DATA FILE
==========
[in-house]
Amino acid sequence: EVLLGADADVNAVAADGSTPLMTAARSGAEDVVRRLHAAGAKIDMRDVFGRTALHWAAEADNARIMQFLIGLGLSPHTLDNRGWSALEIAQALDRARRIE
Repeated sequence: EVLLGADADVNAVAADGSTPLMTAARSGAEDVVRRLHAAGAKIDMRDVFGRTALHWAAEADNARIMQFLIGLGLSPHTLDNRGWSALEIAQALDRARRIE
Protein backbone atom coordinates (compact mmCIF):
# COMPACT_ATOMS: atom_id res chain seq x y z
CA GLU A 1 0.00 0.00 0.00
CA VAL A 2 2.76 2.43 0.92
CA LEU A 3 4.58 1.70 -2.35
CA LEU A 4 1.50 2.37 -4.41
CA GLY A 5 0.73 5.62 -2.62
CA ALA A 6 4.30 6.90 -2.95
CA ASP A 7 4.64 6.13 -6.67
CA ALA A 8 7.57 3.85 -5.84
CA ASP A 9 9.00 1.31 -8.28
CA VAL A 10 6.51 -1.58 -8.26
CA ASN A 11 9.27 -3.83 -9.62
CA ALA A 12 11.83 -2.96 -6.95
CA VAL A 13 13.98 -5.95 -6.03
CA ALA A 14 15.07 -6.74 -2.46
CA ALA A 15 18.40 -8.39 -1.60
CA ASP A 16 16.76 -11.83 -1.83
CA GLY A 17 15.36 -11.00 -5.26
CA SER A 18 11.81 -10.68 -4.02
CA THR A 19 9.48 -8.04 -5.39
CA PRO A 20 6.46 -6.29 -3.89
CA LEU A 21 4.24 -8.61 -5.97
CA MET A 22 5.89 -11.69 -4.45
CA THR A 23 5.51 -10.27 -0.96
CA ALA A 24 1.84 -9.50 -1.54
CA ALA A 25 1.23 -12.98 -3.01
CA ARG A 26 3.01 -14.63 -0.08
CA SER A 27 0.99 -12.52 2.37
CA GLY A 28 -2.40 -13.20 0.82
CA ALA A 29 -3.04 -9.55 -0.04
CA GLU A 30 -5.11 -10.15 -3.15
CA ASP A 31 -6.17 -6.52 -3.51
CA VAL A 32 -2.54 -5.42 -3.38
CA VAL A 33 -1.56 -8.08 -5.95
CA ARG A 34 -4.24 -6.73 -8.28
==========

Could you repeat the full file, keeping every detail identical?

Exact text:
[in-house]
Amino acid sequence: EVLLGADADVNAVAADGSTPLMTAARSGAEDVVRRLHAAGAKIDMRDVFGRTALHWAAEADNARIMQFLIGLGLSPHTLDNRGWSALEIAQALDRARRIE
Repeated sequence: EVLLGADADVNAVAADGSTPLMTAARSGAEDVVRRLHAAGAKIDMRDVFGRTALHWAAEADNARIMQFLIGLGLSPHTLDNRGWSALEIAQALDRARRIE
Protein backbone atom coordinates (compact mmCIF):
# COMPACT_ATOMS: atom_id res chain seq x y z
CA GLU A 1 0.00 0.00 0.00
CA VAL A 2 2.76 2.43 0.92
CA LEU A 3 4.58 1.70 -2.35
CA LEU A 4 1.50 2.37 -4.41
CA GLY A 5 0.73 5.62 -2.62
CA ALA A 6 4.30 6.90 -2.95
CA ASP A 7 4.64 6.13 -6.67
CA ALA A 8 7.57 3.85 -5.84
CA ASP A 9 9.00 1.31 -8.28
CA VAL A 10 6.51 -1.58 -8.26
CA ASN A 11 9.27 -3.83 -9.62
CA ALA A 12 11.83 -2.96 -6.95
CA VAL A 13 13.98 -5.95 -6.03
CA ALA A 14 15.07 -6.74 -2.46
CA ALA A 15 18.40 -8.39 -1.60
CA ASP A 16 16.76 -11.83 -1.83
CA GLY A 17 15.36 -11.00 -5.26
CA SER A 18 11.81 -10.68 -4.02
CA THR A 19 9.48 -8.04 -5.39
CA PRO A 20 6.46 -6.29 -3.89
CA LEU A 21 4.24 -8.61 -5.97
CA MET A 22 5.89 -11.69 -4.45
CA THR A 23 5.51 -10.27 -0.96
CA ALA A 24 1.84 -9.50 -1.54
CA ALA A 25 1.23 -12.98 -3.01
CA ARG A 26 3.01 -14.63 -0.08
CA SER A 27 0.99 -12.52 2.37
CA GLY A 28 -2.40 -13.20 0.82
CA ALA A 29 -3.04 -9.55 -0.04
CA GLU A 30 -5.11 -10.15 -3.15
CA ASP A 31 -6.17 -6.52 -3.51
CA VAL A 32 -2.54 -5.42 -3.38
CA VAL A 33 -1.56 -8.08 -5.95
CA ARG A 34 -4.24 -6.73 -8.28